A recent Associated Press report prepared in conjunction with the Oxford Internet Institute claims that an army of fake bot accounts has been pushing Chinese Communist Party (CCP) messages on Twitter without action by the platform for quite some time.

There are growing arguments to confirm that the CCP uses Western social networks as a new front in its long and ambitious war to shape global public opinion.

As part of a new chapter in the subjugation of communism on a global scale, the Associated Press released a report detailing how the CCP has been using bot accounts to push its messages on Western social networks. 

Liu Xiaoming, who recently resigned as China’s ambassador to the United Kingdom, is one of the party’s most successful foot soldiers on this online battlefield, the report claims. He joined Twitter in October 2019, when dozens of Chinese diplomats mysteriously began creating accounts for themselves on Twitter and Facebook, both of which are banned in China.

Since then, Liu has conspicuously raised his public profile, quickly gaining more than 119,000 followers while transforming himself into an example of China’s new “wolf warrior” diplomacy, a term borrowed from the title of a blockbuster Chinese action movie.

His stream of posts was retweeted more than 43,000 times from June through February alone.

But according to the report, much of Liu’s popular support, like that of many of his colleagues on Twitter, is not natural but rather achieved through an army of fake users.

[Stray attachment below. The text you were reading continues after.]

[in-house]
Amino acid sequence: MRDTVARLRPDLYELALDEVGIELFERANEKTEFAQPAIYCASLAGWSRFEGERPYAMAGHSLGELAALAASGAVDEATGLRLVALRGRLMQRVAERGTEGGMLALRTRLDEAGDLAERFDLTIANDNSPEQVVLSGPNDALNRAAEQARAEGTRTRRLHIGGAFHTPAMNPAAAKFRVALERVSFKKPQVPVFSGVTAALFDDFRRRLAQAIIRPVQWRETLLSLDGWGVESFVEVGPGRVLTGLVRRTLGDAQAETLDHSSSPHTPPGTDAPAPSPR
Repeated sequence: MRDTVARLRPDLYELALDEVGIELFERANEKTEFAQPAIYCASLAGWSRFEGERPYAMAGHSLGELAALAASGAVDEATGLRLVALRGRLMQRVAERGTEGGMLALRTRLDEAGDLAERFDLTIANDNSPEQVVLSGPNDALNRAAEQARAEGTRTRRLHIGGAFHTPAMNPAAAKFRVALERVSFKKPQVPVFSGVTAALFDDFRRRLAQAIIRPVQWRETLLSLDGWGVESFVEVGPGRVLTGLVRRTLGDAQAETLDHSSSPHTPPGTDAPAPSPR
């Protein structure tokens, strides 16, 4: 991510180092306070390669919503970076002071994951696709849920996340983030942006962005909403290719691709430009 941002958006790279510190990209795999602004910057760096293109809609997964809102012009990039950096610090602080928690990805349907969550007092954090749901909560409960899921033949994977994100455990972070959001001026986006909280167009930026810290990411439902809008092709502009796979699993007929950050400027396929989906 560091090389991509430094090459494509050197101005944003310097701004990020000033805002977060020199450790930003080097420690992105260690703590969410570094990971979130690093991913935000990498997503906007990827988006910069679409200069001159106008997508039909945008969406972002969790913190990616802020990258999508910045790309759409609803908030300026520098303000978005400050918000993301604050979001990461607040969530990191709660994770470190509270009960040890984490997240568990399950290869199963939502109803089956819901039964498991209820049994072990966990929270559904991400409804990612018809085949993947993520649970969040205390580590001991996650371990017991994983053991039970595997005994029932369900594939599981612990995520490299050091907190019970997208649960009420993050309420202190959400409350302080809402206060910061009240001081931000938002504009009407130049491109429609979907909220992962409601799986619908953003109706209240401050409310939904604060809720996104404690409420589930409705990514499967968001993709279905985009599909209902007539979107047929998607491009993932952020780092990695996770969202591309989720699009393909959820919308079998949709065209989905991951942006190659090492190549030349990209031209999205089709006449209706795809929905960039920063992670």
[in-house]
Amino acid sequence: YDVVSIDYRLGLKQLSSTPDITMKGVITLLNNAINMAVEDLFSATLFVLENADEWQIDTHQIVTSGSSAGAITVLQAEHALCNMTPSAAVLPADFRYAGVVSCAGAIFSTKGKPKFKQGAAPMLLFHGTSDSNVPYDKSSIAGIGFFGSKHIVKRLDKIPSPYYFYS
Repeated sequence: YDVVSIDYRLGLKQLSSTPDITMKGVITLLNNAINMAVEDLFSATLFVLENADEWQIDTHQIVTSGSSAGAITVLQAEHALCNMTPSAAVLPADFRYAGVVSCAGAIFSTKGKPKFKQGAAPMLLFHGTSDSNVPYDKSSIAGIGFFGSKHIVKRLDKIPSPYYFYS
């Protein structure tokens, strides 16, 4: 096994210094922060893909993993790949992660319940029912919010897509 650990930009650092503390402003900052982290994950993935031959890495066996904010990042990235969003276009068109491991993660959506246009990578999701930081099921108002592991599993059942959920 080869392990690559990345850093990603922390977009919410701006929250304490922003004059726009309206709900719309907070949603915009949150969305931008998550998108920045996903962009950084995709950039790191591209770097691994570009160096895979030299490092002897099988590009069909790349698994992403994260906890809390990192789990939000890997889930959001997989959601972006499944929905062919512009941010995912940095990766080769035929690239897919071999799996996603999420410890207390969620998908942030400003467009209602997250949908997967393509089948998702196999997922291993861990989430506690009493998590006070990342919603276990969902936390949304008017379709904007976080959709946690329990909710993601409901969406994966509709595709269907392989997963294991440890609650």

According to the seven-month investigation, “China’s rise on Twitter has been powered by an army of fake accounts that have retweeted Chinese diplomats and state media tens of thousands of times.” The investigation also claims that the Chinese Communist Party sponsors the entire effort.

After the arduous investigation, it was discovered that more than half of the retweets Liu received from June to January came from accounts that Twitter later suspended for violating the platform’s rules.

Overall, the report claims, more than one in ten of the retweets that 189 Chinese diplomats got during the latest time period came from accounts that Twitter had suspended before March 1.

The Twitter suspensions did not stop the system developed by the Chinese to reproduce their propaganda. In fact, a sizable group of fake accounts, many posing as British citizens, continued to push Chinese government content, amassing more than 16,000 retweets and replies before Twitter blocked them as well, following research developed by AP News and the Oxford Internet Institute.

This CCP initiative, according to the report, has two objectives, on the one hand, to make Chinese propaganda visible and impose a pro-communist discourse on the networks; on the other hand, to alter Twitter’s algorithms to boost the distribution of popular publications, potentially exposing more genuine users to Chinese government propaganda.

The precept of this perverse system is that while individual fake accounts may not seem shocking on their own, over time and on a large scale, such networks can distort the information environment, deepening the reach and authenticity of Chinese regime messages.

Once again, Big Tech comes into the spotlight of criticism. Does one wonder how it can escape an entire army battling inside the network for so many months? At the same time that it acts so quickly to censor any minimally conservative voice seeking to speak out on Twitter. Evidently, this further proves his ideological bias and inclination towards the globalist leftism that the Chinese regime intends to impose on a global scale.


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